Anyhow.

  47. The Grand Canyon
    The Grand Canyon February 12, 2013 at 3:15 am | |

    A brief demonstration of the importance of semantics.

    Example #1, imprecise semantics resulting in an inaccurate, unsupportable statement:

    “I felt kundalini move up my sushumna and open my chakras.”

    Example #2: more precise semantics resulting in a more accurate, more supportable statement:

    “I felt a sensation that seemed similar to what I have read and heard about kundalini moving up the sushumna and opening the chakras.”

    Example #1 assumes that kundalini exists and is capable of movement; that the sushumna exists and is capable of transporting kundalini; that chakras exist and are capable of opening when kundalini enters them; and that the speaker actually experienced what he believed he experienced.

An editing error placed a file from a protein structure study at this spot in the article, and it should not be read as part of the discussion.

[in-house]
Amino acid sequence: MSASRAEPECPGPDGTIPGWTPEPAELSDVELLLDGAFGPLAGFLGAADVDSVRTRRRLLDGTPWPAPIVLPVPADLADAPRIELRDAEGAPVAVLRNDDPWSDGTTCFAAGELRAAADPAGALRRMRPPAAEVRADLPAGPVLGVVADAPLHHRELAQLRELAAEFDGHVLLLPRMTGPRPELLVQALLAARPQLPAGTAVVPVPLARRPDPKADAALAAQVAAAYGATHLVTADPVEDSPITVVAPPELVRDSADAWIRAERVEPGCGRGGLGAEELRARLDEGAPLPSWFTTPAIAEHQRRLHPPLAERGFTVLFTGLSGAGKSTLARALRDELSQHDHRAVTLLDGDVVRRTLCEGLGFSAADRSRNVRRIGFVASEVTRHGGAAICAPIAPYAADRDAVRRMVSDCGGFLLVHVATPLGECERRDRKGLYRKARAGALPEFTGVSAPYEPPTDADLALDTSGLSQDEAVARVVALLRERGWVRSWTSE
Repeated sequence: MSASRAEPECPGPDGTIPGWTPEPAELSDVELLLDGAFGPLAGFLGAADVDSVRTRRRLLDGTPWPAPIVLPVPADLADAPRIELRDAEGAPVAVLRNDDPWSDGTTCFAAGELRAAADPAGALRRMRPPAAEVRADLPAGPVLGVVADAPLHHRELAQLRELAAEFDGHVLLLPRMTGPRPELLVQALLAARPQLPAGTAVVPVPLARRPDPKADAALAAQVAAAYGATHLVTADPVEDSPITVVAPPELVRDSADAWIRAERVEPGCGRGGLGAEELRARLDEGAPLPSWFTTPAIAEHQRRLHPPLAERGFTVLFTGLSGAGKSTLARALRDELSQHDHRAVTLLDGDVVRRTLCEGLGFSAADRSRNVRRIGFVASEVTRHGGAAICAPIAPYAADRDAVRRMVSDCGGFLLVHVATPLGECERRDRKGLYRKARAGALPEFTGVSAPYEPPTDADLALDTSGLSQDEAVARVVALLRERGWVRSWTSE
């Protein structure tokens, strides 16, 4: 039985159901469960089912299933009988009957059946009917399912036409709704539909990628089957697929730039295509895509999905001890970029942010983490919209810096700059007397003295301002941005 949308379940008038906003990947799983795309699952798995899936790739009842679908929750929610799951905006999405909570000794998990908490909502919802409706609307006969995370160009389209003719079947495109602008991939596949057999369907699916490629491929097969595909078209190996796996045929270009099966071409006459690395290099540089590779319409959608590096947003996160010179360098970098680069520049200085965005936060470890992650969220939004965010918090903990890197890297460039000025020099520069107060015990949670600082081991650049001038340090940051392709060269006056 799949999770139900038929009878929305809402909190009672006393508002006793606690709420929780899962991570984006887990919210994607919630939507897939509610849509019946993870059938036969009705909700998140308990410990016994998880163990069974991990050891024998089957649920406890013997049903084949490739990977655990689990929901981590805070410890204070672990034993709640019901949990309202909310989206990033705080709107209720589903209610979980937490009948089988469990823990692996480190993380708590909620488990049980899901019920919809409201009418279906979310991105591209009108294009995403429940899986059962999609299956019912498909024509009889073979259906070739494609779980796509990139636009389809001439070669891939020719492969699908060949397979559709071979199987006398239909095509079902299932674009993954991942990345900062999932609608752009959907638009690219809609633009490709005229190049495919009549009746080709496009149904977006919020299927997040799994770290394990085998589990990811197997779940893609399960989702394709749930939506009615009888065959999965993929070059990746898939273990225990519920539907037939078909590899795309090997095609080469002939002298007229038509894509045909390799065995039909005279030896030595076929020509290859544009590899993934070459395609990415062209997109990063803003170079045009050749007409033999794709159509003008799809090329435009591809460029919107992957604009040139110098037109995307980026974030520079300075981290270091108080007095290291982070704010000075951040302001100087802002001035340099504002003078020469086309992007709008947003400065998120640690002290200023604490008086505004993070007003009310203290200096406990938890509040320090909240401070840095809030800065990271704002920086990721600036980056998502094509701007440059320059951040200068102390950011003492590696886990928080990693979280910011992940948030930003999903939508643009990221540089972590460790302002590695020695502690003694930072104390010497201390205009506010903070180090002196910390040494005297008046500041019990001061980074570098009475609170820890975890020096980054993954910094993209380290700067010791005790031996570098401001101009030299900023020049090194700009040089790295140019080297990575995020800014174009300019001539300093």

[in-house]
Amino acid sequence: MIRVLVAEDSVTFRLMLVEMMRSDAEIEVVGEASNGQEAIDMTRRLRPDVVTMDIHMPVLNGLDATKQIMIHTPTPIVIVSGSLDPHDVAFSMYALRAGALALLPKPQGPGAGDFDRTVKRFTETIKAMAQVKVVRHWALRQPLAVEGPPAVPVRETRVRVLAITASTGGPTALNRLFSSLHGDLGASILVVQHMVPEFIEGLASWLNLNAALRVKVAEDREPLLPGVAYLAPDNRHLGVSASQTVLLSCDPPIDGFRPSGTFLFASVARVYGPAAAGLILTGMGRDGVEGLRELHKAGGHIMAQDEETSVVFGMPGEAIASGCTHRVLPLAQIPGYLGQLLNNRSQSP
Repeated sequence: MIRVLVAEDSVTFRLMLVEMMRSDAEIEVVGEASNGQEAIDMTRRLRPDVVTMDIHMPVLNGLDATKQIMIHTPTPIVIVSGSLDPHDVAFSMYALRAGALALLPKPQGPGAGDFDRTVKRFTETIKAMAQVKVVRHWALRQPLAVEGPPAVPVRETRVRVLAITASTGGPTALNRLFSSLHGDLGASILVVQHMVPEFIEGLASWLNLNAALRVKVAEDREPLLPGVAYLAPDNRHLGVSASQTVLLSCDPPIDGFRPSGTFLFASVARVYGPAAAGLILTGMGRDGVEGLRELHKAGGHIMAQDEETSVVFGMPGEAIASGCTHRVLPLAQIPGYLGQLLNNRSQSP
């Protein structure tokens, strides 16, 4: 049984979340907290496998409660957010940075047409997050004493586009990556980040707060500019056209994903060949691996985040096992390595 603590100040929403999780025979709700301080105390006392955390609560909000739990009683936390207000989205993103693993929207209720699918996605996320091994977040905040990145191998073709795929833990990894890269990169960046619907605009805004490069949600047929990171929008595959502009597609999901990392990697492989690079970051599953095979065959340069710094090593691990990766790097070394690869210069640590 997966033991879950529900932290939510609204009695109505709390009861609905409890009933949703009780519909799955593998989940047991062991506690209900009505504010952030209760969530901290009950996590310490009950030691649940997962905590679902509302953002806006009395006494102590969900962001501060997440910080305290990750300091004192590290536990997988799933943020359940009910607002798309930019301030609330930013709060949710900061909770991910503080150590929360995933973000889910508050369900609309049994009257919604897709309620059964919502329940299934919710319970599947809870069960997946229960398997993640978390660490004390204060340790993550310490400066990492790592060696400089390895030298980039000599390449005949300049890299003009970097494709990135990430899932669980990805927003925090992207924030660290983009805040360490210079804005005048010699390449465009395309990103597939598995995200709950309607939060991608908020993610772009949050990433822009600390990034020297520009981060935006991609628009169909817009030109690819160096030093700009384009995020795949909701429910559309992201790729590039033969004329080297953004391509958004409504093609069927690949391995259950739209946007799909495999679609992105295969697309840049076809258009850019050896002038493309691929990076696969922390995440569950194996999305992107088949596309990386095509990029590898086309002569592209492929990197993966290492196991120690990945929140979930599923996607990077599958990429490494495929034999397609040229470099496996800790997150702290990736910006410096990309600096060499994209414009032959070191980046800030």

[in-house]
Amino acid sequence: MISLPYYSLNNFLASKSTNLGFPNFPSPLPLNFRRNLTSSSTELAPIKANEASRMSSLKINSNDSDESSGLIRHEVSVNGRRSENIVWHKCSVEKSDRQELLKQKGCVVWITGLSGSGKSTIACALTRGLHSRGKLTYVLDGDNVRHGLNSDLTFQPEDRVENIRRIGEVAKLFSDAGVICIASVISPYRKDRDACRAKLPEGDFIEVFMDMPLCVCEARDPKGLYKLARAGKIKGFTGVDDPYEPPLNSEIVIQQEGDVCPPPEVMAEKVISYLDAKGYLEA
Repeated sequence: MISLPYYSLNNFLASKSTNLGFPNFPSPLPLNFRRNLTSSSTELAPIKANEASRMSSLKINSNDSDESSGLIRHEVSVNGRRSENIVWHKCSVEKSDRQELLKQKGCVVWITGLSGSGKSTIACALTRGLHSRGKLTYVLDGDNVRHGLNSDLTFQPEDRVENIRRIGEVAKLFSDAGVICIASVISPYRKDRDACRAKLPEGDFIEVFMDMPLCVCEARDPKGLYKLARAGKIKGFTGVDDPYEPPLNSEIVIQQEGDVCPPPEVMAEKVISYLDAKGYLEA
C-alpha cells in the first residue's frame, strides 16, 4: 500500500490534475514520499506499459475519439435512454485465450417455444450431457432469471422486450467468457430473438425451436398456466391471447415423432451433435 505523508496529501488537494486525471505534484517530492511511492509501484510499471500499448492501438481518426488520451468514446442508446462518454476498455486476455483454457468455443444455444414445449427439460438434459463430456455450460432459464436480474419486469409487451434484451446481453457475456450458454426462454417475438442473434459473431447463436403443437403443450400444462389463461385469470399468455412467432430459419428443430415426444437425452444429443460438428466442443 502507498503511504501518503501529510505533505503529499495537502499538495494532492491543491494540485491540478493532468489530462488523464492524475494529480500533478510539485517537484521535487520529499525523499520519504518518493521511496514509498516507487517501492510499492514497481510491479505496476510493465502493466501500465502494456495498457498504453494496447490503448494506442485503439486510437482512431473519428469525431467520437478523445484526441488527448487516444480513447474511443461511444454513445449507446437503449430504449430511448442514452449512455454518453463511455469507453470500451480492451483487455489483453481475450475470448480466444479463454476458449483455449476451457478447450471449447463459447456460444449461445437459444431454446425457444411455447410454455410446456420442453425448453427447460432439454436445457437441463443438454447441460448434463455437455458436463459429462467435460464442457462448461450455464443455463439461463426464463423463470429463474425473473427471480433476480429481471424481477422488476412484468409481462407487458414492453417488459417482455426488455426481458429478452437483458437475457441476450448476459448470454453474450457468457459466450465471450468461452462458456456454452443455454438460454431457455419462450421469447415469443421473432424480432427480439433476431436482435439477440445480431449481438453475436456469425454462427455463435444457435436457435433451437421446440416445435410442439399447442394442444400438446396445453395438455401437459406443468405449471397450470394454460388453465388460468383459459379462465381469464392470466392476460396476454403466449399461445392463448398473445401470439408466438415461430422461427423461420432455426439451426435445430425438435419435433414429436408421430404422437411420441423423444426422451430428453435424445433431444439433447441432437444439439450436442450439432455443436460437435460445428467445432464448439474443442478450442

Example #2 compares one person’s experience to descriptions of other people’s experiences without all of the assumptions of example #1. Even if kundalini, sushumna, and chakras do not exist, example #2 is still accurate and defensible.

    1. Andy
      Andy February 12, 2013 at 6:09 am | |

      TGC,

      Your analysis is flawed in that it presupposes that these two phrases are located in a context which requires the sort of precise semantics you are indicating.

      It also suggest that the speaker of #1 is making some sort of expressive error in comparison to #2, as if #1 speaker lacked the understanding or communication skills of an #2 speaker.

      #1 speaker could be using this form of expression in a particular situation to emphasize the intimacy and directness of an experience, not it’s factual accuracy – a mode which they could easily switch to if interrogated further about it in those terms. The option of expression themselves using #2, in such a situation, might therefore be seen as a wholly inappropriate and pedantic way for the speaker of #1 to communicate.